The author argues “Those in the Kremlin do not “want to own Syria or Ukraine. They want their interests to be taken into account,” Thomas Graham, a managing director at Kissinger Associates and the former senior director for Russia on the U.S. National Security Council from 2004 to 2007, told Foreign Policy. “In a strange way, that entails working with the United States, albeit on terms more favorable to Russia.” And Putin may be able to reach those terms with Trump after he assumes office on Jan. 20, 2017. Throughout the election cycle, Trump made improved cooperation with Moscow a tenet of his campaign and a consistent policy position. The Republican president-elect touted that he will “get along very well” with Putin and showered praise on the Russian leader, calling him a “better leader than Obama.” Other campaign comments indicate that his administration would be willing to roll back Washington’s current support for Ukraine, anti-Assad rebel groups in Syria, and even NATO members — which Trump has criticized for failing to pay their fair share of the costs for their security in Europe. These changes, according to Trump, would be justified by the possibility of enlisting Moscow’s support in the wider fight against the Islamic State and radical Islamic terrorism around the world”.

The writer contends that “In contrast, Hillary Clinton and the prospect of her presidency has been a point of contention in Russia since her term as secretary of state that began 2009 and ended in 2013 with frayed ties between Moscow and Washington. On the campaign trail, the Democratic candidate branded Putin a bully on the international stage and Trump as his puppet. In response, Russia’s state news outlets routinely portrayed Clinton as old, corrupt, and a danger to Moscow and the world. In the lead-up to the U.S. general election, relations between Russia and the United States have hit an all-time low in the 25 years since the collapse of the Soviet Union with the outbreak of war in eastern Ukraine and Moscow’s support for Syrian President Bashar al-Assad. Moreover, Putin has flexed Russia’s power in new and often unpredictable ways: tearing up nuclear agreements, deploying new nuclear-capable missiles to the exclave of Kaliningrad, and buzzing NATO planes and ships with Russian aircraft. And although the Kremlin is certainly encouraged by the prospect of a grand bargain between the United States and Russia, Moscow is still apprehensive about the real estate mogul taking the helm. Because though extending the olive branch to a Trump White House might improve relations with Washington, the Kremlin is aware of the growing anti-Russian sentiment among U.S. policymakers”.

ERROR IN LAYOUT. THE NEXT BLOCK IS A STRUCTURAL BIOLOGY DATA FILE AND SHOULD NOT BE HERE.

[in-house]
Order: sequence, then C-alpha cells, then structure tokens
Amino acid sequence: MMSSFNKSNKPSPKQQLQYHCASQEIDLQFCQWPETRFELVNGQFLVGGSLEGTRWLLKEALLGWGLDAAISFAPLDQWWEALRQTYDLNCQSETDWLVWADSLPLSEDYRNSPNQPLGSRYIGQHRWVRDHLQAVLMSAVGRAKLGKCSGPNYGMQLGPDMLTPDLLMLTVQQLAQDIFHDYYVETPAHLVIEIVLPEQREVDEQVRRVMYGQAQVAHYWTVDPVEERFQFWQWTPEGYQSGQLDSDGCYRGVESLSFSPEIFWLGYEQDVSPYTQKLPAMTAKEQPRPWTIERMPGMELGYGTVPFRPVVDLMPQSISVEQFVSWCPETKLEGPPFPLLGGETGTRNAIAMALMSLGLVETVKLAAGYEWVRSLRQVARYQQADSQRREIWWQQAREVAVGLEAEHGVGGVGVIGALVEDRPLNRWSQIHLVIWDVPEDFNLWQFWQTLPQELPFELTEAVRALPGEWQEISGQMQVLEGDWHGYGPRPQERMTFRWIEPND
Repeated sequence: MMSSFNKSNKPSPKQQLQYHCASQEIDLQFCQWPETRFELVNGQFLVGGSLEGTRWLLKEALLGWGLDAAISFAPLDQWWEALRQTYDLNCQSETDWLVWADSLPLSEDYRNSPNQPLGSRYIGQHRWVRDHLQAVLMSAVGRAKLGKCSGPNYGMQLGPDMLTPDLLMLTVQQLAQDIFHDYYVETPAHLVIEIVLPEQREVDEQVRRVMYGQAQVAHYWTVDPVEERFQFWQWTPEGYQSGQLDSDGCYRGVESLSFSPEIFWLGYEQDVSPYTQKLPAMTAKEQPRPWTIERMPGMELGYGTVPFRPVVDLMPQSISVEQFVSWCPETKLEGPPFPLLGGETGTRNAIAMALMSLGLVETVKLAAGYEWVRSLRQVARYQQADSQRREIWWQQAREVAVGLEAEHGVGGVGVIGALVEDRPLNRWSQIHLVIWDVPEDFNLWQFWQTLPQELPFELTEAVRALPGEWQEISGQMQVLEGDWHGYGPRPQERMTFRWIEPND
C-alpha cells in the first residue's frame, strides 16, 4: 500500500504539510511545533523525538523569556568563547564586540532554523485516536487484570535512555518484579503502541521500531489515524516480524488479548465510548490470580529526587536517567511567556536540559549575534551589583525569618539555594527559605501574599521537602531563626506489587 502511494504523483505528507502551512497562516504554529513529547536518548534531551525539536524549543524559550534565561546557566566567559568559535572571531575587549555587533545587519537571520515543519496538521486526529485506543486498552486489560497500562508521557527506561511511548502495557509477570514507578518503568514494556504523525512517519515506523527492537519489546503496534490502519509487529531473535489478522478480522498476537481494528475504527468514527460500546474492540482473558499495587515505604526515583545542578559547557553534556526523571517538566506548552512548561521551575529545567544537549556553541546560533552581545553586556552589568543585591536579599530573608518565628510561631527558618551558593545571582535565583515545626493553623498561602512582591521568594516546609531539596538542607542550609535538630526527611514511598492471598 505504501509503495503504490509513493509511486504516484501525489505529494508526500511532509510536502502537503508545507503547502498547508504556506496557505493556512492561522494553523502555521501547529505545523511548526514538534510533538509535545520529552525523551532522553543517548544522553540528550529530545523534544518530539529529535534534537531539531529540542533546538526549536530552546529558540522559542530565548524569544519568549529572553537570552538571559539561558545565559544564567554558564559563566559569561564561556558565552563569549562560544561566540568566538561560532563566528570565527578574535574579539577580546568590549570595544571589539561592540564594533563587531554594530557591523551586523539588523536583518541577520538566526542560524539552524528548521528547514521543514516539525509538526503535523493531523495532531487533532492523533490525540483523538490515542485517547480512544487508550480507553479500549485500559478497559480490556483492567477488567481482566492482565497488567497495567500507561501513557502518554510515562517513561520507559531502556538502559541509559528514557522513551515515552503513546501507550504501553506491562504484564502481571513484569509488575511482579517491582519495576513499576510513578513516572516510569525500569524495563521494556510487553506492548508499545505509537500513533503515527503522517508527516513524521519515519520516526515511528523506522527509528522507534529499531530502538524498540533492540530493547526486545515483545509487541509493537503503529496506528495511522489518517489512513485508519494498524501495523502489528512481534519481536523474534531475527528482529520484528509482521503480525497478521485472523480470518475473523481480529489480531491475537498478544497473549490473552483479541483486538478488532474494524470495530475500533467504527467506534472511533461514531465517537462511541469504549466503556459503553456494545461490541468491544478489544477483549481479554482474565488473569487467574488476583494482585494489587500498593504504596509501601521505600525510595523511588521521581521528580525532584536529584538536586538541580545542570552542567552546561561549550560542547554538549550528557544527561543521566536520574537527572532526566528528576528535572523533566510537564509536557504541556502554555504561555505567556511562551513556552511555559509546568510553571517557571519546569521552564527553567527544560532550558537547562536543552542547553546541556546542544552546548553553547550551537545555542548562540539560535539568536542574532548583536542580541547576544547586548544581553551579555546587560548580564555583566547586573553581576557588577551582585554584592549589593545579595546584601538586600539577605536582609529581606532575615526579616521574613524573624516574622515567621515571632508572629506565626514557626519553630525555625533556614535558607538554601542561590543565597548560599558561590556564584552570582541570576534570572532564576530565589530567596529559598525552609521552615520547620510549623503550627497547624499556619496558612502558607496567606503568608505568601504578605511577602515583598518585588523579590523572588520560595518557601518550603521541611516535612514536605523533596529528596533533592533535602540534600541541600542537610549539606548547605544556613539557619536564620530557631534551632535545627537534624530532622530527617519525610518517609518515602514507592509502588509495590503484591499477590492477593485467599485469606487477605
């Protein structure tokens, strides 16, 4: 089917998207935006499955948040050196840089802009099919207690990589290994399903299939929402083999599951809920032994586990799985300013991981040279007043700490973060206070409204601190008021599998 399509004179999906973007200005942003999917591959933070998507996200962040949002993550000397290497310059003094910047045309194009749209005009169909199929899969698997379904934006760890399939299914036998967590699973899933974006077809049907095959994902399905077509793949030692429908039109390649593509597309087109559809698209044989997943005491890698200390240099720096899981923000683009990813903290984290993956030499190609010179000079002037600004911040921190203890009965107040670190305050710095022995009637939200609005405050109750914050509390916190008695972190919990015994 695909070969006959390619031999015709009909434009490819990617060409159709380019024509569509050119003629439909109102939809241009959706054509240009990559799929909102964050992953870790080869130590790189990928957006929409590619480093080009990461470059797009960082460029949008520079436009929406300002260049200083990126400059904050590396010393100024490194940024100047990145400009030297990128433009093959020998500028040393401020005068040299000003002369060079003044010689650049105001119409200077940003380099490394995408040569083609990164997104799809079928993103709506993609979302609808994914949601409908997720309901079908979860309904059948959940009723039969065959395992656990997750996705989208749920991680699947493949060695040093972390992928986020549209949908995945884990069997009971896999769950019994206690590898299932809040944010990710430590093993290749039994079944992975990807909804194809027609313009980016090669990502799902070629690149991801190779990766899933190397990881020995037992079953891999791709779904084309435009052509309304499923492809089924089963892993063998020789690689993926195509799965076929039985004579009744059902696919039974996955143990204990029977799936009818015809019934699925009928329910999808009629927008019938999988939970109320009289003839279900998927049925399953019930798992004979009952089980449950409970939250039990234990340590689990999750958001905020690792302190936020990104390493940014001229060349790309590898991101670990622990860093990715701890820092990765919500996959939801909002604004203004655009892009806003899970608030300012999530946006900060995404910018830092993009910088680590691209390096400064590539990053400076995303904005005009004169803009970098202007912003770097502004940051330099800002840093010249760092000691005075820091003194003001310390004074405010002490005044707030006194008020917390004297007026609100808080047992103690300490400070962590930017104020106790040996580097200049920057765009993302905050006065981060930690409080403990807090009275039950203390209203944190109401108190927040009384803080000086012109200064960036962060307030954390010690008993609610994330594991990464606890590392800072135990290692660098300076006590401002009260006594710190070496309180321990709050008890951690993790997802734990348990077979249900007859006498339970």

Crucially he argues “It is hardly clear exactly how Trump will make it easier for Putin to advance his goals abroad, but Moscow is certain to capitalise on the turmoil that the unconventional Republican’s victory will sow in world capitals. “It’s better for Russia if the USA is in domestic political crisis, and a Trump victory would underscore exactly such a crisis,” Matthew Rojansky, the director of the Wilson Center’s Kennan Institute, told FP. In a search for cracks in the Western facade to exploit, Moscow is likely to try to use confusion over Trump’s victory to breed disunity on U.S. and EU sanctions against Russia. Both Brussels and Washington have renewed sanctions into 2017, but fatigue in Brussels is growing, and it is not assured that the European Union will maintain the economic measures without pressure from Washington. Should the EU sanctions fail to be renewed in January, it would be a massive victory for Putin — ending Russia’s isolation with the West and earning international recognition that the Kremlin has restored Moscow’s global influence lost after the collapse of the Soviet Union”.

He ends “In considering how to rebuild ties with a Trump administration and still balance its strategic interests in the Middle East and Europe, Herbst believes that the Russian president should be wary of “giving the president-elect reason to reconsider the views that he has expressed on NATO and Ukraine.” Moscow still controls the levers to ramp up the bombardment of Aleppo or spark new fighting in eastern Ukraine that could create a headache for President Barack Obama during his final weeks in office. Even now that Trump is slated to transition to the White House, the Kremlin still needs to be prudent about provoking Washington too far”.